Often called the Yellowhammer State, Cotton State, and Heart of Dixie, Alabama became the 22nd state on December 14, 1819. The state was named for the Alabama people, a Muskogean-speaking tribe whose members lived just below the confluence of the Coosa and Tallapoosa Rivers. "Yellowhammer" is the common name given to the Northern flicker woodpecker, which is also the state bird of Alabama. The capital of Alabama is Montgomery. The largest city by population is Birmingham and the oldest city is Mobile, founded by French colonists.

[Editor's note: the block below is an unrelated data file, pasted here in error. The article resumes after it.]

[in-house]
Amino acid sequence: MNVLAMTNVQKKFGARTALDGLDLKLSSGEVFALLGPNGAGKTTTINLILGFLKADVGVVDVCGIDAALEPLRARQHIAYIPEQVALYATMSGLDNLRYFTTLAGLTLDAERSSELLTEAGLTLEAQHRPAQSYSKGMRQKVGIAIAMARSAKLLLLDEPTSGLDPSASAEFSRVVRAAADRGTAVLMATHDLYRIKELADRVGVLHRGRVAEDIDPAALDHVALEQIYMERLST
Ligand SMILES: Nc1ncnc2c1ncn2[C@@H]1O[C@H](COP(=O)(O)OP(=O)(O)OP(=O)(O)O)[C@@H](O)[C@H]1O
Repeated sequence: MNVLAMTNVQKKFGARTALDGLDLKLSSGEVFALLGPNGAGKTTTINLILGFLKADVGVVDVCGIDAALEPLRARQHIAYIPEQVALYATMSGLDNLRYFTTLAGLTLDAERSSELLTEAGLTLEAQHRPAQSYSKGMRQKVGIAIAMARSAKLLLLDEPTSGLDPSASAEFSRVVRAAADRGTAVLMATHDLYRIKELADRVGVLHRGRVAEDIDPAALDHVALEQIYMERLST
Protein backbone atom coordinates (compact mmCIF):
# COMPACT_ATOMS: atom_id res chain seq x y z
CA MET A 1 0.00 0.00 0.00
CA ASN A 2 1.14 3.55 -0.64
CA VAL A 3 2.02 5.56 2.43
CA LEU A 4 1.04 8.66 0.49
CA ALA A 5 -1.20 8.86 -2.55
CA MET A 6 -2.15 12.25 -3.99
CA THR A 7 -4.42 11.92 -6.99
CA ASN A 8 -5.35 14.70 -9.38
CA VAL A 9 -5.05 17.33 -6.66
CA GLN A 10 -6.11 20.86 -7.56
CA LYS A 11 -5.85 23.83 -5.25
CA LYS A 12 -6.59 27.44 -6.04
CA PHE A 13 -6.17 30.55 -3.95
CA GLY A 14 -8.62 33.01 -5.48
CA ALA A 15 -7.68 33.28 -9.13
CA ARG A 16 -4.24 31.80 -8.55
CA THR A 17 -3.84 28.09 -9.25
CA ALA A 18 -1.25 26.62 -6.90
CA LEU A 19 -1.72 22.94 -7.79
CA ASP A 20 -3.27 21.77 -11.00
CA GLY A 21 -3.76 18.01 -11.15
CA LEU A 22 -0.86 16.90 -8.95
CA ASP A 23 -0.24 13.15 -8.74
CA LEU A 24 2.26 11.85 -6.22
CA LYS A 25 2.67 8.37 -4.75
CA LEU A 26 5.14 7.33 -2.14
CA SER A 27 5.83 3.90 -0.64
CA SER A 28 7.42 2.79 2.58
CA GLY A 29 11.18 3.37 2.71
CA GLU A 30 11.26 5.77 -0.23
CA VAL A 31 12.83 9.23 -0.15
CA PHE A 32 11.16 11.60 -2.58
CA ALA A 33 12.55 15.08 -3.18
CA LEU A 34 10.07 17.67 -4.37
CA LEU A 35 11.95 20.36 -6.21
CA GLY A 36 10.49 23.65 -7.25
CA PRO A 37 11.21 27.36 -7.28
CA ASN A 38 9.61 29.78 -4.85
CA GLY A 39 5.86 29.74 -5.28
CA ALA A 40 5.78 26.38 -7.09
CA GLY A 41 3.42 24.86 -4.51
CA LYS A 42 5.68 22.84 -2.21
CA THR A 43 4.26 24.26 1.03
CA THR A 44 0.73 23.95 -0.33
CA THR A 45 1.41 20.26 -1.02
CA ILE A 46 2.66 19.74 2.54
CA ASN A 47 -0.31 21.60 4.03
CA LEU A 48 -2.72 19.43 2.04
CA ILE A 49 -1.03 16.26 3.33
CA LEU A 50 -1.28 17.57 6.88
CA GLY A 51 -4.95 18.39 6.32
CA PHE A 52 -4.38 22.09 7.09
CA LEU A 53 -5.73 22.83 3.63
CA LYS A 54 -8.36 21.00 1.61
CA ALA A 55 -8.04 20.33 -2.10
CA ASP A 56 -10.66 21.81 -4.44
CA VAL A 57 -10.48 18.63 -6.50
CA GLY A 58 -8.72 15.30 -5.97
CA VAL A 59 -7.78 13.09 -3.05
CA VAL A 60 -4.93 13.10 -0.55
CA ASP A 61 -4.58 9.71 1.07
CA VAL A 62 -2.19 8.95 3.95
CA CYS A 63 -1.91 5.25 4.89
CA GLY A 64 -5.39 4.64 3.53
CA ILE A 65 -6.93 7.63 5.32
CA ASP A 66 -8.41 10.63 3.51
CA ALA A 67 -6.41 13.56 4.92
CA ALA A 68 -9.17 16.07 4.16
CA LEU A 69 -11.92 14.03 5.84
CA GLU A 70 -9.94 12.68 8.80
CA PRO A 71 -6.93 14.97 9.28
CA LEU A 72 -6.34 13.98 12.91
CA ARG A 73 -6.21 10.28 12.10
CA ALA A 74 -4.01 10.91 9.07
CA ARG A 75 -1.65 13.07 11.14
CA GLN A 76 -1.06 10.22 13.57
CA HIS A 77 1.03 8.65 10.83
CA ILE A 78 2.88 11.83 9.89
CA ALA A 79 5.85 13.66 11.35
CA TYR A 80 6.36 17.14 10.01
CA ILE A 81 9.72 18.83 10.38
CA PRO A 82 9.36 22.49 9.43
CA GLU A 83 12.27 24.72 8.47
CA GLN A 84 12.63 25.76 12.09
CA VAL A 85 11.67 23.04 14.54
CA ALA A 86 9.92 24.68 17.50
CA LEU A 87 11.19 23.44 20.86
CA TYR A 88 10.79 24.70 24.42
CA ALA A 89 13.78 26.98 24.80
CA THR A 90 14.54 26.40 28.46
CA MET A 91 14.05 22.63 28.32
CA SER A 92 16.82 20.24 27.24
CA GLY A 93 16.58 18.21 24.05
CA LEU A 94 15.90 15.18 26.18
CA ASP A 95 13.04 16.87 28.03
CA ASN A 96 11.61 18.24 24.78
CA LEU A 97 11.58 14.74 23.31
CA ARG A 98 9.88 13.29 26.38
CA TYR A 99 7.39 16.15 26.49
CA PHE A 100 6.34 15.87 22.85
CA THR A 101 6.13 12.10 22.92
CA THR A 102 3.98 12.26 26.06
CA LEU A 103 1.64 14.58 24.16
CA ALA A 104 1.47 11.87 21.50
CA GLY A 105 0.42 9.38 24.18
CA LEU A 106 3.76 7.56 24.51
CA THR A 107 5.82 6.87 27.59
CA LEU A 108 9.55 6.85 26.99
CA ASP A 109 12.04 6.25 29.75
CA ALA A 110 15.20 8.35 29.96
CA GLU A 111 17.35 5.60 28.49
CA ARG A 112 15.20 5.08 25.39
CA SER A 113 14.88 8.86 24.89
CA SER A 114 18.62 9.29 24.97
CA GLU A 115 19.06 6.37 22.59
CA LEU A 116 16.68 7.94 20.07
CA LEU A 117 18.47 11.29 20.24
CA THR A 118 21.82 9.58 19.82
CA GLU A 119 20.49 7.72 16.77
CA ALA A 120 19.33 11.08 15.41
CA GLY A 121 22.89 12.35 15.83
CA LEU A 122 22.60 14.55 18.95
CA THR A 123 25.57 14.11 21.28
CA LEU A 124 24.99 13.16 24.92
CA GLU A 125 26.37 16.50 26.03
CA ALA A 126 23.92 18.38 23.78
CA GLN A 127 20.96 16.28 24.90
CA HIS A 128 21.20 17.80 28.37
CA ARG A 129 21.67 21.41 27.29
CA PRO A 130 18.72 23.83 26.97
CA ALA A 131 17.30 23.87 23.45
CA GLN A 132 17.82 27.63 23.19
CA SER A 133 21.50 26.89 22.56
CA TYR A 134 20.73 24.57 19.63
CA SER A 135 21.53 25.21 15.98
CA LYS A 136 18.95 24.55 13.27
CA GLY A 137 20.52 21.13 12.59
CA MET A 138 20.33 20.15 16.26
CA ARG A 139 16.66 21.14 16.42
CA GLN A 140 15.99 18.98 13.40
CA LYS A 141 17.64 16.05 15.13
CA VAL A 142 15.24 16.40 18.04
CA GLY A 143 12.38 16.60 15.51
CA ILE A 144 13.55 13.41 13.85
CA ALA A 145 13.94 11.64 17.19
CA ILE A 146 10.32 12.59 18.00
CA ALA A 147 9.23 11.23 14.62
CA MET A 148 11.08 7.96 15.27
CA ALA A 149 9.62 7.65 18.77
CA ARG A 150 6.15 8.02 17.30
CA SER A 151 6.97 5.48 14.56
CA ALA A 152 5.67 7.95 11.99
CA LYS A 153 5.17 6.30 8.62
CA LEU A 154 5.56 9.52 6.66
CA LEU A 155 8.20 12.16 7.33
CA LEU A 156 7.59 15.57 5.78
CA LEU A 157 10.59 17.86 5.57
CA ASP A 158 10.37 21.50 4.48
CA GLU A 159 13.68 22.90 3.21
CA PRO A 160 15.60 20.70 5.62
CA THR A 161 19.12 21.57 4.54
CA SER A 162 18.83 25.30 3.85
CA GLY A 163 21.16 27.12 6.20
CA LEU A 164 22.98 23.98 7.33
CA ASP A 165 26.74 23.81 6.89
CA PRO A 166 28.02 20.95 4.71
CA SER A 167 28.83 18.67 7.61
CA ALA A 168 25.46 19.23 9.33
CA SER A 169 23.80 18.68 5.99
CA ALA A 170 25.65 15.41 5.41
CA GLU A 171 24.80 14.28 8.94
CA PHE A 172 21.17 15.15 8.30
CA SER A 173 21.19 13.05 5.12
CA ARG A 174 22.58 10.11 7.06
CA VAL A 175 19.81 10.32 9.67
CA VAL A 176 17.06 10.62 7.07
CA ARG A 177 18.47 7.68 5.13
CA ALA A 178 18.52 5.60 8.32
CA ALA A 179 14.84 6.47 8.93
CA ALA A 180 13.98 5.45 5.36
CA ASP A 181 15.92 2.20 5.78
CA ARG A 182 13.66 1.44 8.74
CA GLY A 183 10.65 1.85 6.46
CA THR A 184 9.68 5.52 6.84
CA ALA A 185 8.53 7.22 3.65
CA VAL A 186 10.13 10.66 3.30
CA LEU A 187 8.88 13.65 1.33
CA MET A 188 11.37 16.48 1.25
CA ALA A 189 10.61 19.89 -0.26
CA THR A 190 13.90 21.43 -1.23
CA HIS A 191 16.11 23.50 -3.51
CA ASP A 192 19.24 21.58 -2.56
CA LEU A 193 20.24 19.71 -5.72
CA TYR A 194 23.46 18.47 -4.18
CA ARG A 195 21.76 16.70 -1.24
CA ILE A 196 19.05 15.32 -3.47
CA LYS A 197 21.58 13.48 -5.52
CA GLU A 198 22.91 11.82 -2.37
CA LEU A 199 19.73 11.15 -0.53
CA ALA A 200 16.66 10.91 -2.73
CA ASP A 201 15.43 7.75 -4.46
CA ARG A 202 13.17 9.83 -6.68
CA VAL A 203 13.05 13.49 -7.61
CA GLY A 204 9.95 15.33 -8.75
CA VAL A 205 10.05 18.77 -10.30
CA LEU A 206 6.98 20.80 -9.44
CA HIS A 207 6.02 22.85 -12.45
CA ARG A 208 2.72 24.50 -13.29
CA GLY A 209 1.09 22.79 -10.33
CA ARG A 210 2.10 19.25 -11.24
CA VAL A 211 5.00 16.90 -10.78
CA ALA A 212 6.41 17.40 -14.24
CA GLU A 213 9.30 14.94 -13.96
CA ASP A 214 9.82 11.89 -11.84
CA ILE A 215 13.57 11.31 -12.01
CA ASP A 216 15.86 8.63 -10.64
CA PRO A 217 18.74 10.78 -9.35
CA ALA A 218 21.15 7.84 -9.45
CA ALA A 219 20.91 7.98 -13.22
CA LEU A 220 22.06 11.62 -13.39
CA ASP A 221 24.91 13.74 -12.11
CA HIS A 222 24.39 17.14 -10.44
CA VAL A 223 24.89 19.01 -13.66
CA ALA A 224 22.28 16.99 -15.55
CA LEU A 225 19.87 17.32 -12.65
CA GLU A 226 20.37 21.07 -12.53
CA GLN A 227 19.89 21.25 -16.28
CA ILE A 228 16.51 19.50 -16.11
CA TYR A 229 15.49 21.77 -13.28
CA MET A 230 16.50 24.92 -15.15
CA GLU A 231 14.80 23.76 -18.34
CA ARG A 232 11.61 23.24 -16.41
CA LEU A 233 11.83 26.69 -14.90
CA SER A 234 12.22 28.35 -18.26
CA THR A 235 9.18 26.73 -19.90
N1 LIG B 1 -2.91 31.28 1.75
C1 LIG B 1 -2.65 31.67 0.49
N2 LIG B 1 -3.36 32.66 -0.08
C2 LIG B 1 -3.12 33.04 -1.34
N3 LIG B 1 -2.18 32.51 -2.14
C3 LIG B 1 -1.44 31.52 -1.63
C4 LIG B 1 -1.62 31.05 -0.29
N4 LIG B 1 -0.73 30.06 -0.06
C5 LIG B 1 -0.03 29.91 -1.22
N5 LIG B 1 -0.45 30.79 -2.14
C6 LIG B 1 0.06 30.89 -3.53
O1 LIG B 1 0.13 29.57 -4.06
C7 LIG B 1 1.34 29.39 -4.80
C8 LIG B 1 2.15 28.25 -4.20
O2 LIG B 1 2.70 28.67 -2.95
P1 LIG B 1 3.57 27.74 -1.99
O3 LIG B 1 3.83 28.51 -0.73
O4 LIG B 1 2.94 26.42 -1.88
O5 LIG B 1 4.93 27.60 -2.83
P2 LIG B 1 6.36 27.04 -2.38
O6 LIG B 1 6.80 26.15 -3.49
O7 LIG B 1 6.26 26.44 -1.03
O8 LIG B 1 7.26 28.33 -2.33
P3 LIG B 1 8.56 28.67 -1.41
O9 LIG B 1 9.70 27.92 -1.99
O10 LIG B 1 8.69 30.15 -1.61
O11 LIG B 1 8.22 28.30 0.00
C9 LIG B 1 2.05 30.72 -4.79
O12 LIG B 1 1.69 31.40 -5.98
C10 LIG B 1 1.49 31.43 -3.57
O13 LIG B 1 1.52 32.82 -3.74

The Spanish were the first Europeans to reach Alabama in the 16th century. The expedition of Hernando de Soto passed through Mabila and other parts of the state in 1540. The French founded the first European settlement in the region at Old Mobile, in 1702. This area was under French control from 1702 to 1763, was part of British West Florida from 1763 to 1783, and split between the United States and Spain from 1783 until the surrender of the Spanish garrison at to U.S. forces on April 13, 1813.